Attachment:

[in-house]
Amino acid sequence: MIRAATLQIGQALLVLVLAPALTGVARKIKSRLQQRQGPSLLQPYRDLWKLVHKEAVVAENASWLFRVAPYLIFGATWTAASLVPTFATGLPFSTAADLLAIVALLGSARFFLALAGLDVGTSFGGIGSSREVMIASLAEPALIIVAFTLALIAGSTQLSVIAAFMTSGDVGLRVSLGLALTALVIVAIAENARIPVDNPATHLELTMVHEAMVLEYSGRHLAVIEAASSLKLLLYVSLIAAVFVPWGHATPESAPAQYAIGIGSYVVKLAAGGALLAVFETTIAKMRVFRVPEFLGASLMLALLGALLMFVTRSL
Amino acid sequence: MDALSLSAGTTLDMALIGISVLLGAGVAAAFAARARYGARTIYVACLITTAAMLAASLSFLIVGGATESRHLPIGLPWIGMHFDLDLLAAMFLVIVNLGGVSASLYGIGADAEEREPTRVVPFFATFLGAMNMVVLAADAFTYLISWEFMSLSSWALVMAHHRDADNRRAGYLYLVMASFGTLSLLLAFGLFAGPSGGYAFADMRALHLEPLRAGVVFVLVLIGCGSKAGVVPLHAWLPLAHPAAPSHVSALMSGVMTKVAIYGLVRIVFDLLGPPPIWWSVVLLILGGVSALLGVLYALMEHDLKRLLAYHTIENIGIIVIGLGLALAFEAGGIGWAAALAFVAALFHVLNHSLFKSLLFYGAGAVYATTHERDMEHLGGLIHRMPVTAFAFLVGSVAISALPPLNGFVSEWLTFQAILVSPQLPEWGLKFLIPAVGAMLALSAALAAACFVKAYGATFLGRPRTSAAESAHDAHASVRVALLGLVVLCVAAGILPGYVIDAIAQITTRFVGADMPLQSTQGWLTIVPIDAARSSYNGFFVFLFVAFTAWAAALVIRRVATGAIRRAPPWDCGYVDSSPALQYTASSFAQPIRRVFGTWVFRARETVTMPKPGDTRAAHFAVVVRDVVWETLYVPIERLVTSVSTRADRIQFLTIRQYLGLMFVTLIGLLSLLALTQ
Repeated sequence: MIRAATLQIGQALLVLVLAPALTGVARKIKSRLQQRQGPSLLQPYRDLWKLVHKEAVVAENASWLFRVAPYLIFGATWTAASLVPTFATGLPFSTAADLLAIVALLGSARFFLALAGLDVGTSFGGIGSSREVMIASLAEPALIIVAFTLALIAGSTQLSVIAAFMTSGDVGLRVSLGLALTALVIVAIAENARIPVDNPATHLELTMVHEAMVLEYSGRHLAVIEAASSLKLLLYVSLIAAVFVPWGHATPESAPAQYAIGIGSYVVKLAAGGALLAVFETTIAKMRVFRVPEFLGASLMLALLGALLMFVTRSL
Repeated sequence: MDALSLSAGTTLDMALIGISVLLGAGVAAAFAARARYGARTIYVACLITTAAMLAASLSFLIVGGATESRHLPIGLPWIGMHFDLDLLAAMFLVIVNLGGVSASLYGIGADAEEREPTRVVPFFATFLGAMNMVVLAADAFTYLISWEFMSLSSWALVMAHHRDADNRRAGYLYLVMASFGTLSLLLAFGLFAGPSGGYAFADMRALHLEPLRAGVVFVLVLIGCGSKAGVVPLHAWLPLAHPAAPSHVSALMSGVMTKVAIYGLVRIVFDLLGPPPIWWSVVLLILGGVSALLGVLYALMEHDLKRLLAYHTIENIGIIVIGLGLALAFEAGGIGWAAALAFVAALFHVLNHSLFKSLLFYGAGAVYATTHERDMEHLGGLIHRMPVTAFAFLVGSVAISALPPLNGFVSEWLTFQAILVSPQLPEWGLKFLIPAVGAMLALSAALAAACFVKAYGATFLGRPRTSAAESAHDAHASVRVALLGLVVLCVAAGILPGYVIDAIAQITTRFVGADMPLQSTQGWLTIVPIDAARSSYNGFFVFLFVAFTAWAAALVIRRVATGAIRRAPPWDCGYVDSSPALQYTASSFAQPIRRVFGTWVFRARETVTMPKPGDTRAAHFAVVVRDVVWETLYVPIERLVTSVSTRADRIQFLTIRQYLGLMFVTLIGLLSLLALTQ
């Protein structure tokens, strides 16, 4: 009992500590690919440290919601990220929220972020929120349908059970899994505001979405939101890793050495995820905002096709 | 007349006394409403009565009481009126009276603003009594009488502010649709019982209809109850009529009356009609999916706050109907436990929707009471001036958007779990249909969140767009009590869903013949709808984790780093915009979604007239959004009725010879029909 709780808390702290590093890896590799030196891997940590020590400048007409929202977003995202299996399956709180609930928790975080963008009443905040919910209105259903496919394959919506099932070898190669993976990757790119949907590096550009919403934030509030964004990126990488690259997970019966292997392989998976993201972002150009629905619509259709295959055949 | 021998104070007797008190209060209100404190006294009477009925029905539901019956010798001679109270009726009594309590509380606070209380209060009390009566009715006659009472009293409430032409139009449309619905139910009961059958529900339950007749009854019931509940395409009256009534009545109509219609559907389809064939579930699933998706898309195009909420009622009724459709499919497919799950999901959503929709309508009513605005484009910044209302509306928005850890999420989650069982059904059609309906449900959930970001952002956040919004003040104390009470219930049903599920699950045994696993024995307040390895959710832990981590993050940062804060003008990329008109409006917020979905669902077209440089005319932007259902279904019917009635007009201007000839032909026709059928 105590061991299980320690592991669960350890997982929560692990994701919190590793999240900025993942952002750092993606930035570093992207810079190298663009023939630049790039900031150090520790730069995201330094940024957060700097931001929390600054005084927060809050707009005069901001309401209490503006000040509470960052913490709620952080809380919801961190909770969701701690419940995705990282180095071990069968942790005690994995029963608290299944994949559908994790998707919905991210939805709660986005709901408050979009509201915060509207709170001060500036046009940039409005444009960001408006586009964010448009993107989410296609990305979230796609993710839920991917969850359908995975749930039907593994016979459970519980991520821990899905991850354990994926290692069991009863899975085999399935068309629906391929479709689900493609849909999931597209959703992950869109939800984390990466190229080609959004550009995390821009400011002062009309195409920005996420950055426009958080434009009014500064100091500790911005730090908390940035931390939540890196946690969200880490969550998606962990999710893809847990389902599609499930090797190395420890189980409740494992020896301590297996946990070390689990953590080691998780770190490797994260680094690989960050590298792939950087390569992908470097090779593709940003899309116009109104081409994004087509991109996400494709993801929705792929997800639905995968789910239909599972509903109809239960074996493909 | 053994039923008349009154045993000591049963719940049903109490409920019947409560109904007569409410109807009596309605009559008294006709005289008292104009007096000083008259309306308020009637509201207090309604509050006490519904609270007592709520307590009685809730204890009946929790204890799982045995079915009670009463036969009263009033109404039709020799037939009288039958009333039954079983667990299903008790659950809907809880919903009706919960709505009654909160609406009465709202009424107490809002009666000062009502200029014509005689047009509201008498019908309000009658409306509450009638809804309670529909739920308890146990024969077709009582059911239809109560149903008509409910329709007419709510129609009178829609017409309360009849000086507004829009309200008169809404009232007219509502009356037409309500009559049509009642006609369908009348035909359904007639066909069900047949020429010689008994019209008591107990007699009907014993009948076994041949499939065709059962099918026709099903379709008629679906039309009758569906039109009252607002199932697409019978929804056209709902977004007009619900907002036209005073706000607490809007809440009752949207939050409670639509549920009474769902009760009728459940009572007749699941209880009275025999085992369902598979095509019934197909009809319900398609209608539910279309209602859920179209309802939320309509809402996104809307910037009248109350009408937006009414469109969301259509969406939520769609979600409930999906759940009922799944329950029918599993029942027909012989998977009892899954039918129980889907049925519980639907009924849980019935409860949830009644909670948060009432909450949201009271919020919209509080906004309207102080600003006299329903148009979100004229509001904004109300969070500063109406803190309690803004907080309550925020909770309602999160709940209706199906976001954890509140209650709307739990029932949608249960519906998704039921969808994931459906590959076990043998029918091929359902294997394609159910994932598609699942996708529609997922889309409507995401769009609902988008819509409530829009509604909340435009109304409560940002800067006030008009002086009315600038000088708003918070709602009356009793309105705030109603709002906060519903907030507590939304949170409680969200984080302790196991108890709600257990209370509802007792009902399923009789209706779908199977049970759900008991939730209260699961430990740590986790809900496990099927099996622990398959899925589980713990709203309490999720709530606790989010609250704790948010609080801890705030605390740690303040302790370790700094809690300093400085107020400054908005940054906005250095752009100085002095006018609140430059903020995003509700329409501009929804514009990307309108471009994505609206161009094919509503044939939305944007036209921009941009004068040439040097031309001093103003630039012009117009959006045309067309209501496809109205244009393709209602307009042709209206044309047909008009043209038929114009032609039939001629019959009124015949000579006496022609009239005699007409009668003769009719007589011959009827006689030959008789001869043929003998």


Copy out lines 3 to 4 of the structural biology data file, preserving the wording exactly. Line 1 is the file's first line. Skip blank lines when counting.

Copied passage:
Amino acid sequence: MDALSLSAGTTLDMALIGISVLLGAGVAAAFAARARYGARTIYVACLITTAAMLAASLSFLIVGGATESRHLPIGLPWIGMHFDLDLLAAMFLVIVNLGGVSASLYGIGADAEEREPTRVVPFFATFLGAMNMVVLAADAFTYLISWEFMSLSSWALVMAHHRDADNRRAGYLYLVMASFGTLSLLLAFGLFAGPSGGYAFADMRALHLEPLRAGVVFVLVLIGCGSKAGVVPLHAWLPLAHPAAPSHVSALMSGVMTKVAIYGLVRIVFDLLGPPPIWWSVVLLILGGVSALLGVLYALMEHDLKRLLAYHTIENIGIIVIGLGLALAFEAGGIGWAAALAFVAALFHVLNHSLFKSLLFYGAGAVYATTHERDMEHLGGLIHRMPVTAFAFLVGSVAISALPPLNGFVSEWLTFQAILVSPQLPEWGLKFLIPAVGAMLALSAALAAACFVKAYGATFLGRPRTSAAESAHDAHASVRVALLGLVVLCVAAGILPGYVIDAIAQITTRFVGADMPLQSTQGWLTIVPIDAARSSYNGFFVFLFVAFTAWAAALVIRRVATGAIRRAPPWDCGYVDSSPALQYTASSFAQPIRRVFGTWVFRARETVTMPKPGDTRAAHFAVVVRDVVWETLYVPIERLVTSVSTRADRIQFLTIRQYLGLMFVTLIGLLSLLALTQ
Repeated sequence: MIRAATLQIGQALLVLVLAPALTGVARKIKSRLQQRQGPSLLQPYRDLWKLVHKEAVVAENASWLFRVAPYLIFGATWTAASLVPTFATGLPFSTAADLLAIVALLGSARFFLALAGLDVGTSFGGIGSSREVMIASLAEPALIIVAFTLALIAGSTQLSVIAAFMTSGDVGLRVSLGLALTALVIVAIAENARIPVDNPATHLELTMVHEAMVLEYSGRHLAVIEAASSLKLLLYVSLIAAVFVPWGHATPESAPAQYAIGIGSYVVKLAAGGALLAVFETTIAKMRVFRVPEFLGASLMLALLGALLMFVTRSL